If you ask me if it is worth going to Chernobyl, I will say yes. Even though this place is arranged so differently to please the tourists and be a great landscape for the perfect scary Instagram photo, even if it is a bit touristy (especially during the summer months, there were around 15 excursions on some days). I still think that it is worth going there and seeing this place with your own eyes - no stories, photos or videos can be compared to the real Exclusion Zone. I really wanted to go there and when I went there for the first time I liked everything. It was interesting to see an iconic place known for its news and many stories. There was everything I like: abandoned places, industrial monuments, Soviet architecture and some street art.

I really like abandoned places and explore them whenever I can, but most of the time I don't know the history of this place or can't compare what it looked like before. Everything was different in Pripyat. Not only was the city abandoned for over 30 years, we received so much information from Maxym about life in Pripyat (including photos of the city before the disaster) - it was a completely new experience of visiting such a place. I also checked the map of Pripyat in the maps.me application on my phone and it was even more surreal, because everything was marked there: districts, schools, swimming pool and stadium. It just looked like an ordinary city with all its features. Looking at the maps, I was really playing with my head because it was just weird - all I could see was trees and shrubs around. Only on closer inspection, sometimes you could see the shapes of blocks or other structures hidden in this almost jungle. What once looked like a busy street has now become a narrow path through the forest. I really couldn't believe it when I saw the pictures then looked around - it definitely couldn't be the same place, 30 years can't make that much difference and nature can't be that powerful, can it?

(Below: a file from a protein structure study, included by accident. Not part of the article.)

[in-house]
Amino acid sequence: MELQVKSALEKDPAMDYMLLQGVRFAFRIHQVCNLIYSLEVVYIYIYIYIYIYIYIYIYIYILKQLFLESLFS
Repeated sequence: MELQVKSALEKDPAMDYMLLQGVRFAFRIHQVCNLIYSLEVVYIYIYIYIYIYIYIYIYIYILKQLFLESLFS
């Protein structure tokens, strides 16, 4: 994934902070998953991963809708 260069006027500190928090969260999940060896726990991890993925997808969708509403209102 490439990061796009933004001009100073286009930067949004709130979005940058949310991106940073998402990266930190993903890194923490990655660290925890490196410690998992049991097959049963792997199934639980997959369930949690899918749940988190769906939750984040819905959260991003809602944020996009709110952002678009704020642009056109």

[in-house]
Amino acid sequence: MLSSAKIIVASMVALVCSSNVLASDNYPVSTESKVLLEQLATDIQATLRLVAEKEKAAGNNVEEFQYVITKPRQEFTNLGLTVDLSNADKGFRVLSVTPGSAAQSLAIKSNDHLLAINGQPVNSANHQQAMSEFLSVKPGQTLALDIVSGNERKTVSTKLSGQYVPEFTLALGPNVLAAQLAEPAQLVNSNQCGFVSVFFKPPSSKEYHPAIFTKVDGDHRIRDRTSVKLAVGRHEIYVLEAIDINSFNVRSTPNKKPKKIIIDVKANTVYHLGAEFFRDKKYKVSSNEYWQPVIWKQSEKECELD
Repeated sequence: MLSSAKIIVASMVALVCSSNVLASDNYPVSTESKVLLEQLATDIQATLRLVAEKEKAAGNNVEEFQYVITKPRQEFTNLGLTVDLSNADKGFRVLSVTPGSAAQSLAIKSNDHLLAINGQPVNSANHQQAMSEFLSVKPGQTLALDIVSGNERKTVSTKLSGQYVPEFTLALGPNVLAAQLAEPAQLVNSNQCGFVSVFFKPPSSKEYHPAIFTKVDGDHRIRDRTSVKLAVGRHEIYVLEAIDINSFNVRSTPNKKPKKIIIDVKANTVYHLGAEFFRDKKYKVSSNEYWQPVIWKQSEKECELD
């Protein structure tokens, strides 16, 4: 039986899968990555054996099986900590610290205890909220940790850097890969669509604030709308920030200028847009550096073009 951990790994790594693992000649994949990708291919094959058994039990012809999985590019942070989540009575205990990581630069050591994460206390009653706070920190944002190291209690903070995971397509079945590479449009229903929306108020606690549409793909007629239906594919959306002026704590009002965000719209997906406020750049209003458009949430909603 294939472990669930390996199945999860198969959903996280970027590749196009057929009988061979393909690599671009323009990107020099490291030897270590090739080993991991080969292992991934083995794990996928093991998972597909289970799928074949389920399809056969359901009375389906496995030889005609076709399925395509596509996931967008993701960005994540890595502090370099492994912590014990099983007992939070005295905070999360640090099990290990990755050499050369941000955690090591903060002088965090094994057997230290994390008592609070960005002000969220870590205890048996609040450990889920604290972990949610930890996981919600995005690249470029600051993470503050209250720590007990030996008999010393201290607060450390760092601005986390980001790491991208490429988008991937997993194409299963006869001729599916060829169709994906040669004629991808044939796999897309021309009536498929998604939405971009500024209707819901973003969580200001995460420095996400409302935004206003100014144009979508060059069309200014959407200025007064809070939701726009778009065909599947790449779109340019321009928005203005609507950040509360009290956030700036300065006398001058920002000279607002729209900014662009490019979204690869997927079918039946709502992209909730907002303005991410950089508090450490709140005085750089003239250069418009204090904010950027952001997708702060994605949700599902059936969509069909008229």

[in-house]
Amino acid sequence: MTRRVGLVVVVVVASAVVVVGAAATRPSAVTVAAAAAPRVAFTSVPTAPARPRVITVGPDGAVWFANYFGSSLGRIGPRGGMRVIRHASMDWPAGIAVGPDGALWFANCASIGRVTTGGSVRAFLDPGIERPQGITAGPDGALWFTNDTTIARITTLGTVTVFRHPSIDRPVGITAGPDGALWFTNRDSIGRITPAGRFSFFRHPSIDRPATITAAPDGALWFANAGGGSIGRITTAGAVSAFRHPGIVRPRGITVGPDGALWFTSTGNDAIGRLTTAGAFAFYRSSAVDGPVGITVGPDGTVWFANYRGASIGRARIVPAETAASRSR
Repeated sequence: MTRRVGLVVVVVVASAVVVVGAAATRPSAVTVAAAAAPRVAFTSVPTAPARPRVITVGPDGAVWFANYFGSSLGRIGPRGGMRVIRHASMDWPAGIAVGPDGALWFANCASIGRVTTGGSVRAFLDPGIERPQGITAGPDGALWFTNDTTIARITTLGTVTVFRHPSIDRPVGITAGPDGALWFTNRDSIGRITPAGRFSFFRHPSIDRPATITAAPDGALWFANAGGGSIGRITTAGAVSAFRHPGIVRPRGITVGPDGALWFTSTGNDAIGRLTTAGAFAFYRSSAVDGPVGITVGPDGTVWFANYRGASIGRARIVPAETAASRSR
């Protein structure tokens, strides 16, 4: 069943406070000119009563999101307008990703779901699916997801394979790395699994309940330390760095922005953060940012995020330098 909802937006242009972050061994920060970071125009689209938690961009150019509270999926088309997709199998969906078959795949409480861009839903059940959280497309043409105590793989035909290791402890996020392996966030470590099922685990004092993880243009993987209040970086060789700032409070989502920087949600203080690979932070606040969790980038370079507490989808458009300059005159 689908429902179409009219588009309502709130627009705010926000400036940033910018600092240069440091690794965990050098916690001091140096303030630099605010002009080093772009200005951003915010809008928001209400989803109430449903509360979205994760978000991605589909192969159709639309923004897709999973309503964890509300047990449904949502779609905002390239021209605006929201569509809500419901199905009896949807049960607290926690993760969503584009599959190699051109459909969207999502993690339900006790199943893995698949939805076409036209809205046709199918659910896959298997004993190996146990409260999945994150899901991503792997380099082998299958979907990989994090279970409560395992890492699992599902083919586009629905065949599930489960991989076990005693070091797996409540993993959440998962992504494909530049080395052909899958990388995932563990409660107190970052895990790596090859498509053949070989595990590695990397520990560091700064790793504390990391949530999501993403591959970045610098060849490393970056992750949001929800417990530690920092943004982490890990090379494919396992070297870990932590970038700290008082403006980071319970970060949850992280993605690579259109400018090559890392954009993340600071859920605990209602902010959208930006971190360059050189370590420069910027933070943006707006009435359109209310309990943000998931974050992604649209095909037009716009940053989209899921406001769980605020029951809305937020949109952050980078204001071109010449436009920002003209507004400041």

Chernobyl Guide - Sergey
The funniest guide. He knows everything about the tragedy of Chernobyl.

Sergey's first trip was intended. Then there was the second expedition, the third, the fourth and more .. The Chernobyl Exclusion Zone literally captured Sergey and he decided to connect his life with the Chernobyl Exclusion Zone, working here as the official guide accompanying the tours. Sergei knows the history well, from the founding of the cities of Pripyat and Chernobyl to exclusive facts known to only him. Sergey had the opportunity to communicate with some eyewitnesses of the tragedy and people living in the Exclusion Zone. With Sergey, you get a bouquet of emotions that will remind participants of trips to the Zone for a long time about their amazing adventure in a post-apocalyptic world without people.

He answers the question: is it safe to go to Chernobyl?

Many people are also concerned about safety before visiting Chernobyl. Honestly, I wasn’t while going to the Zone for the first time. I always think that if something is dangerous it must be banned. That's why I went just like that, but it wasn't superfluous to play it safe! We had Geiger counters with us and there were a few cases where they started squeaking when they exceeded the allowable limit (which in Ukraine is 0.30 µSv / h), but considering the amount of time spent in the Exclusion Zone, all this was not too dangerous yet. As a result, by measuring the readings directly in Kiev, I realized that the readings are not at all different from the readings at places publicly accessible to tourists in the Exclusion Zone.

Chernobyl Guide - Aleksandr
An expert in the history of Chernobyl. He’s been a part of our team since 2018.
An expert in the history of Chernobyl. He’s been a part of our team since 2018.